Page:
With unforgiving and refreshing frankness, Duncan Sheik and Steven Sater’s Tony award-winning Spring Awakening, has had a profound impact on the musical theatre community since it debuted on Broadway in 2007. Based on the highly controversial and oft-censored 1891 play by Frank Wedekin, it centres on a group of misguided and repressed 19th Century German adolescents, as they navigate their way through their budding sexuality, in a culture of ignorance and depression.
Since then, the American musical has emerged as a campaigning force and even now, over a century after Wedekin’s seminal play was written, its themes and motives are still achingly relevant. In fact, upon entering Stockwell Playhouse, you’d be forgiven for thinking The British Theatre Academy had set the piece in early 21stCentury America. Angst-filled tracks from My Chemical Romance blast through the sound system and an intense fog completely masks the space, evoking all the energy and intensity of a rock fuelled concert. Instead, director Dean Johnson has transported the piece forward only a few decades to early 20th Century Germany, pre-WW2 and a period steeped in oppression, persecution and political crisis. The sign of the cross is mounted proudly centre stage and designer PJ McEvoy constructs a stark, metallic set, reflective of the economic hardship of the era. Gender symbols are juxtaposed on the arms of every boy and girl, each dressed in traditional German peasant fashions. Such a meagre jump in time seems unnecessary and the differences between late 19th century Germany & early 20thcentury Germany are never distinguishable enough to note.
What theatre does not have enough of is actual teenagers playing teenage roles and the fact that a lot of the performers got their A-Level results on opening night, is a true testament to their professional dedication and hard work. Max Harwood and Charlotte Coe, play the tenderness of young lovers Melchior and Wendla perfectly, with James Knudsen providing some strong moments as the anxious Moritz. Gay characters are frequently portrayed as a punchline and despite the exception of one scene, Jamie Heward’s, Georg and Dafydd Lansley’s, Hanschen are shown as real people with real emotions and motivations; both representing beautifully two teenage youths exploring their sexuality together. The standout performances of the supporting ensemble also help boost this production and whilst all the frustration and pent-up anger of the young cast is palpable, when it comes to the intense sexuality of the piece, the placing of hands robotically over the body is not enough to portray the deep and sensual awakening of teenage longing and it’s in the performance of lines and lyrics dealing with the darker aspects of the show, where the youth of the cast becomes its undoing.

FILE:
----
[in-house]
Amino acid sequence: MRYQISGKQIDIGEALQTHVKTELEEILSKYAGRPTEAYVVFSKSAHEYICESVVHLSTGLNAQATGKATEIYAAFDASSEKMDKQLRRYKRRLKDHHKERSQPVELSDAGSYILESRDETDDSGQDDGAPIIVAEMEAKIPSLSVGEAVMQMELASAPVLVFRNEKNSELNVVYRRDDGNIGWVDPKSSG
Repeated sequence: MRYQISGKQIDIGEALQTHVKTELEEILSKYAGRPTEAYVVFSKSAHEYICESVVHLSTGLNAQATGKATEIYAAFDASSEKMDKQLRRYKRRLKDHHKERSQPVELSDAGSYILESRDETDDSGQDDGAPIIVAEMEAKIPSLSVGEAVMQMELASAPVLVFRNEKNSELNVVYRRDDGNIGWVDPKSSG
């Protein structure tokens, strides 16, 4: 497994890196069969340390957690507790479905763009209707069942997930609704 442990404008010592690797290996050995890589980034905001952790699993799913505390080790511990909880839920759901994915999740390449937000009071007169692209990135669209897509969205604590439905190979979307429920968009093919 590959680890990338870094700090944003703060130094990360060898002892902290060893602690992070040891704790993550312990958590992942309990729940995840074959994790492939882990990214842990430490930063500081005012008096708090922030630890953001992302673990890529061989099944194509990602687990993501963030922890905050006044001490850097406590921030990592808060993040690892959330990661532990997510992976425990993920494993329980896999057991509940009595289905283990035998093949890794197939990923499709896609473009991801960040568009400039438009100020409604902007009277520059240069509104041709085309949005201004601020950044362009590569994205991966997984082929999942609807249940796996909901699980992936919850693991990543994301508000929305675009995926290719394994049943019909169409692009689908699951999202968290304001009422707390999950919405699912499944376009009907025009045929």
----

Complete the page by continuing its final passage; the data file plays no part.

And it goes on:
Musical fanatics will most likely be aware of the politics behind many popular productions, however, as a self-confessed Spring Awakening virgin, the discovery of a musical that asks important and necessary questions about how young people are shaped for their future, by a generation that doesn’t understand them, has proven a game changer.